Wind-dispersed plants evolved ingenious ways to lift their seeds. ~ Japanese biologist Naomi Nakayama et al
The flower of a dandelion turns into a mass of seeds known as a dandelion clock. Each seed is suspended from a parachute-like stalk which is easily released by a puff of wind.
The parachute is a bunch of bristles called a pappus. Each pappus carries ~100 filaments, each filament attached to a central point. The pappus provides aerodynamic drag, slowing the descent of each seed. A seed aloft may be wafted kilometers from its origin.
As a pappus falls air flows between the bristles to create a low-pressure vortex. This vortex travels above the pappus yet not attached to it: an invisible but faithful familiar that generates lift and prolongs the seed’s descent.
The key to sustaining lift lies not in the pappus bristles, but in the spaces between them. The bristles together occupy just under 10% of the pappus’s area and yet create 4 times the drag that would be generated by a solid disc of the same radius. Air currents entrained by each bristle interact with pockets of air held by its neighbors, creating maximal drag for minimal expenditure of mass. A pappus’s porosity – the air that it lets pass – determines the shape and dynamics of the low-pressure vortex which keeps a parachute aloft.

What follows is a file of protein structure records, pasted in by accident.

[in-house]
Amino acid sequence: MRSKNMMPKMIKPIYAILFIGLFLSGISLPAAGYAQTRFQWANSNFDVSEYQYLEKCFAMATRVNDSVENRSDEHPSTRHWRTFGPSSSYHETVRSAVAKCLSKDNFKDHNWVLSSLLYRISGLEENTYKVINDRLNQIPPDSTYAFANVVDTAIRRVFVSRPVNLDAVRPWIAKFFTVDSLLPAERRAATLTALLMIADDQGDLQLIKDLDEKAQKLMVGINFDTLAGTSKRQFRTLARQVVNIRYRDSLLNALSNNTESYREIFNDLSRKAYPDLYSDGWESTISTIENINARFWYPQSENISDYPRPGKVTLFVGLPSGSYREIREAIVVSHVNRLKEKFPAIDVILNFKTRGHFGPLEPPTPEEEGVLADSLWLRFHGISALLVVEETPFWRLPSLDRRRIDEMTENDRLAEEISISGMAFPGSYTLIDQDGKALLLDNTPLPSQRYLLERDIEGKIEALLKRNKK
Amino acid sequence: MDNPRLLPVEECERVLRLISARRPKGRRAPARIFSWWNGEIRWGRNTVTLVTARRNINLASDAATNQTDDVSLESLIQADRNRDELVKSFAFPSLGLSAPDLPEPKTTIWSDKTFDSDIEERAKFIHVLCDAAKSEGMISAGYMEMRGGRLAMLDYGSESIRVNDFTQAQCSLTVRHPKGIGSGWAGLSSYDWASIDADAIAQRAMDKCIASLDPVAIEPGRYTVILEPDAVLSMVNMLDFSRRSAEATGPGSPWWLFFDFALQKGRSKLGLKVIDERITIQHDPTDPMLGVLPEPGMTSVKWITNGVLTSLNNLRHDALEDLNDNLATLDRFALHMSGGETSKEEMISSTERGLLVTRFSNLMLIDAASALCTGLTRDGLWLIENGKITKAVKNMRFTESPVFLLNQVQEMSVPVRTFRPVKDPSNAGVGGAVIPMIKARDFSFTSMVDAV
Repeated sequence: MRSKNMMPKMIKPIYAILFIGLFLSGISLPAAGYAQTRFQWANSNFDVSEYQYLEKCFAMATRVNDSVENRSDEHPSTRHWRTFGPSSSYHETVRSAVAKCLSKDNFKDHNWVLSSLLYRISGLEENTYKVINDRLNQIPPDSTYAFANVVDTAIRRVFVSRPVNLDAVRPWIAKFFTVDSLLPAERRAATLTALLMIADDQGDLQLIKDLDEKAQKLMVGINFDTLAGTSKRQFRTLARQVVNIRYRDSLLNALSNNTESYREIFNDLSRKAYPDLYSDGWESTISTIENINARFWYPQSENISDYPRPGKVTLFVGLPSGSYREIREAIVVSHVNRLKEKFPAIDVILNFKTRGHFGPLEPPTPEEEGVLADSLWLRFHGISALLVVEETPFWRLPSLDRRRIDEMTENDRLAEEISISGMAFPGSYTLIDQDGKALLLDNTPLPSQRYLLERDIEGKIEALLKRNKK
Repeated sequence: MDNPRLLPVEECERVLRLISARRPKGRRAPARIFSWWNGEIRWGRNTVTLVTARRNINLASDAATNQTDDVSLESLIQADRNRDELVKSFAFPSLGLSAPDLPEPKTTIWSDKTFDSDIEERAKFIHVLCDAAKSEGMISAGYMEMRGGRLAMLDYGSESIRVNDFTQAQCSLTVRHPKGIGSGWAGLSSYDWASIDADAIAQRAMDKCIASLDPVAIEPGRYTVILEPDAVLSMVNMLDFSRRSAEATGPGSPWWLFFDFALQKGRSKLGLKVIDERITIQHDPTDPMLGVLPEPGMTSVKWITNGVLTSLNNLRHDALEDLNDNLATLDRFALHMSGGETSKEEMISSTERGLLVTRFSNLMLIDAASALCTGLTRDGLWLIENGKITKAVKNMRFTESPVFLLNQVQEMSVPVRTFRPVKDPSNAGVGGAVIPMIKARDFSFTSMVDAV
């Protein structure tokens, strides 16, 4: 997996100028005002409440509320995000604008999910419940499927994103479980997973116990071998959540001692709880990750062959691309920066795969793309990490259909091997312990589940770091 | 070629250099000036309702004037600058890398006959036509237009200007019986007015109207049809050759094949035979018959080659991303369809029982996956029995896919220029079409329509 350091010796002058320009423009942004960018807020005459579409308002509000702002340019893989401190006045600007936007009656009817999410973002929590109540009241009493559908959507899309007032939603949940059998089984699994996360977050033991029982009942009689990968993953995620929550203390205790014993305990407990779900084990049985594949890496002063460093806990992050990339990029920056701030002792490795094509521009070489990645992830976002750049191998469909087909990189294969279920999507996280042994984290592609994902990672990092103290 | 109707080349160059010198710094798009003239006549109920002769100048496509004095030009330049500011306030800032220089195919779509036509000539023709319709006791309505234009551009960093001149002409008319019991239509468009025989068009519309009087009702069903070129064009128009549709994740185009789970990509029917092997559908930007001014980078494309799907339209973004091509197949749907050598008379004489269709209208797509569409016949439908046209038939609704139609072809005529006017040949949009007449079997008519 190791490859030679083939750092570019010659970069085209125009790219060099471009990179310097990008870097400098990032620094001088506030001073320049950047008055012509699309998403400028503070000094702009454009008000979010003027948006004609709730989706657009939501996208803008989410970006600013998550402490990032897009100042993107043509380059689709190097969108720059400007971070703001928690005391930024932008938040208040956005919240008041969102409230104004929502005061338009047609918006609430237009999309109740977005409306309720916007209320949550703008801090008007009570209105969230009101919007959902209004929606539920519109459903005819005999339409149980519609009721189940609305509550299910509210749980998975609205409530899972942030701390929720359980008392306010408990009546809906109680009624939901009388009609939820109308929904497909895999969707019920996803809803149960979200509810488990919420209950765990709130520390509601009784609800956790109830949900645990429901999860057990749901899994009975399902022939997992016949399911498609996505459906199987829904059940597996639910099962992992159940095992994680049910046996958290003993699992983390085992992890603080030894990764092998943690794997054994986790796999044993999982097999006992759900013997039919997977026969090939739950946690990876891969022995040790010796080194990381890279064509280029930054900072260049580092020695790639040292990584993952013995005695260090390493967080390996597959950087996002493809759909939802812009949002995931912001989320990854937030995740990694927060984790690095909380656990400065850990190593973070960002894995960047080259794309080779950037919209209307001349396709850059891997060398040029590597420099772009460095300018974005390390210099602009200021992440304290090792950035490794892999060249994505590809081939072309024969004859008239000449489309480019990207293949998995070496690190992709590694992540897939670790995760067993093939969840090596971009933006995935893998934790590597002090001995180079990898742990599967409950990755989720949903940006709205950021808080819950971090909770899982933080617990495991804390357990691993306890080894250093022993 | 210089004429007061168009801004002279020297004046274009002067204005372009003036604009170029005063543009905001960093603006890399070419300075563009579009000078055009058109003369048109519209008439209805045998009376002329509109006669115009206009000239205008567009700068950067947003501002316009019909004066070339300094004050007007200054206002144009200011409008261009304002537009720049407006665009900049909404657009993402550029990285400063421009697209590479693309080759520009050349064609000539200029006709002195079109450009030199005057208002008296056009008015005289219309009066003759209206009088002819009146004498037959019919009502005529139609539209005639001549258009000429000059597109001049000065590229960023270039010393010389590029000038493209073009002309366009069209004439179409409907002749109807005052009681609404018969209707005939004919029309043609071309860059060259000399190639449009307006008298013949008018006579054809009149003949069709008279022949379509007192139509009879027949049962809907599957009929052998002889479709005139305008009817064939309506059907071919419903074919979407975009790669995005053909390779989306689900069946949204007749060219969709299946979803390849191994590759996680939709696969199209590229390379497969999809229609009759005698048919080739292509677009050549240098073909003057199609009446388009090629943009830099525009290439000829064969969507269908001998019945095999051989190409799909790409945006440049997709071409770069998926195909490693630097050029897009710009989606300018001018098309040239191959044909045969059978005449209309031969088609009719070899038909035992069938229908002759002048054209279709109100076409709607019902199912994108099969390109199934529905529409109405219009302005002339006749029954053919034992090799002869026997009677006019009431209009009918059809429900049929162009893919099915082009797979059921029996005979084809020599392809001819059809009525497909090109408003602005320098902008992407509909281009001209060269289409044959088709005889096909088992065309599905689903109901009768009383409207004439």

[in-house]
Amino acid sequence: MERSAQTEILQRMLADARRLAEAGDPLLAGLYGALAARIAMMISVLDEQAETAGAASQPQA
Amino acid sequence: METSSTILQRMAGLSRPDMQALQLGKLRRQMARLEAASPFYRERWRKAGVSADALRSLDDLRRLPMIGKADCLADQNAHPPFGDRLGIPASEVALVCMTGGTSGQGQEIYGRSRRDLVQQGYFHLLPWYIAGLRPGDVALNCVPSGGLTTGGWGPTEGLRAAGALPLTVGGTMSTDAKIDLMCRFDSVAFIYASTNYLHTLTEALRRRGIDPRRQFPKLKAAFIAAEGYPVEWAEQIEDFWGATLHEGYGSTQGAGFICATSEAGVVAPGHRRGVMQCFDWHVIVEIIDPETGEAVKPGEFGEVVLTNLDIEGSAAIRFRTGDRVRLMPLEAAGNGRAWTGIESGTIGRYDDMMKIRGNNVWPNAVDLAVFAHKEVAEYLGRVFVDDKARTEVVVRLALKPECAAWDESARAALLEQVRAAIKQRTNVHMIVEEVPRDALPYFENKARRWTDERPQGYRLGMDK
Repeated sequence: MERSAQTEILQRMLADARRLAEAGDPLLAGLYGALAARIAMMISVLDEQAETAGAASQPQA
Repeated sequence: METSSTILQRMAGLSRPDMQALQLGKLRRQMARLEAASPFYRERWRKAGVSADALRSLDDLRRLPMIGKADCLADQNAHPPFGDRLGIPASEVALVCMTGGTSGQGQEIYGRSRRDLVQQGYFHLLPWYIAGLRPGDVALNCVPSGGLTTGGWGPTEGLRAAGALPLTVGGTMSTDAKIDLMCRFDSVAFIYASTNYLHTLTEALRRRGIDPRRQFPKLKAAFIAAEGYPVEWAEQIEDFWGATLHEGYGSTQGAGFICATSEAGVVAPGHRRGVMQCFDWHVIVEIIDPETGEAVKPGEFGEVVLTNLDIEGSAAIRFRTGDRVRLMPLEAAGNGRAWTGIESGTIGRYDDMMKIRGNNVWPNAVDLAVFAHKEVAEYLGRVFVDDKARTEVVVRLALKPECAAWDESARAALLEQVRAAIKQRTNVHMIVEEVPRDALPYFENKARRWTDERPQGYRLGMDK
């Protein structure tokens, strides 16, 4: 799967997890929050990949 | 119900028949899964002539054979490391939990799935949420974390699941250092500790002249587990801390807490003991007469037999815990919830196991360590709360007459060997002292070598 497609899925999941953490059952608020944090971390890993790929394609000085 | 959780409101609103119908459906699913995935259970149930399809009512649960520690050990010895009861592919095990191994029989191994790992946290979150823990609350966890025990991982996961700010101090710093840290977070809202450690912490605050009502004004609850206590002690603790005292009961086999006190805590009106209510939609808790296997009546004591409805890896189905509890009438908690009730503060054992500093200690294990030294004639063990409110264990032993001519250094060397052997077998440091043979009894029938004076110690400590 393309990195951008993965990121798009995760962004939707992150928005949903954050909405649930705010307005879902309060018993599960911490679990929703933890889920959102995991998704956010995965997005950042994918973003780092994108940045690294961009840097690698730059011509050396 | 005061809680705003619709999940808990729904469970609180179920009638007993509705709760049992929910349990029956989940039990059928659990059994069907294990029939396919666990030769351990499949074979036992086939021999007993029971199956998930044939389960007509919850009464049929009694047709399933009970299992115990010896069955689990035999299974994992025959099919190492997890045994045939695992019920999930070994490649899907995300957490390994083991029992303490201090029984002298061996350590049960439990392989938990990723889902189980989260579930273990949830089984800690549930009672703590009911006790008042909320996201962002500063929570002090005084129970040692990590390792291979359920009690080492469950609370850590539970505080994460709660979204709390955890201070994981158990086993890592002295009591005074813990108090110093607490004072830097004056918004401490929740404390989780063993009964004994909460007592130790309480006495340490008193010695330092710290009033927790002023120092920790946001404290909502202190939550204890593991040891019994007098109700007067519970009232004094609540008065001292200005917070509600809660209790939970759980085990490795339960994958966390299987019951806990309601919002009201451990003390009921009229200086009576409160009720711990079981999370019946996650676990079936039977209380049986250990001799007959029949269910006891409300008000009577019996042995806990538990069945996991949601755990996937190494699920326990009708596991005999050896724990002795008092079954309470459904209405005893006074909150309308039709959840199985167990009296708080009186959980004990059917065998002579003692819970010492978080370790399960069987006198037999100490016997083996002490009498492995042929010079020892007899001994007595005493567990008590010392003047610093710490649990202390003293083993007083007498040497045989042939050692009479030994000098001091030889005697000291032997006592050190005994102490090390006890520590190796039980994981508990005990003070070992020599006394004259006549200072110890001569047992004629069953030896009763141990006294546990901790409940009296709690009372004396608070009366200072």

Only a precise combination of size, mass, shape, and pappus porosity could generate an optimal vortex ring. As air is appreciably viscous at the scale in which the pappus operates, size is significant. The tiniest insects do not fly with solid wings but swim through the air using paddles. The dandelion parachute is as effective an aerofoil as those in larger seeds that disperse from taller plants, such as the winged seeds of the maple.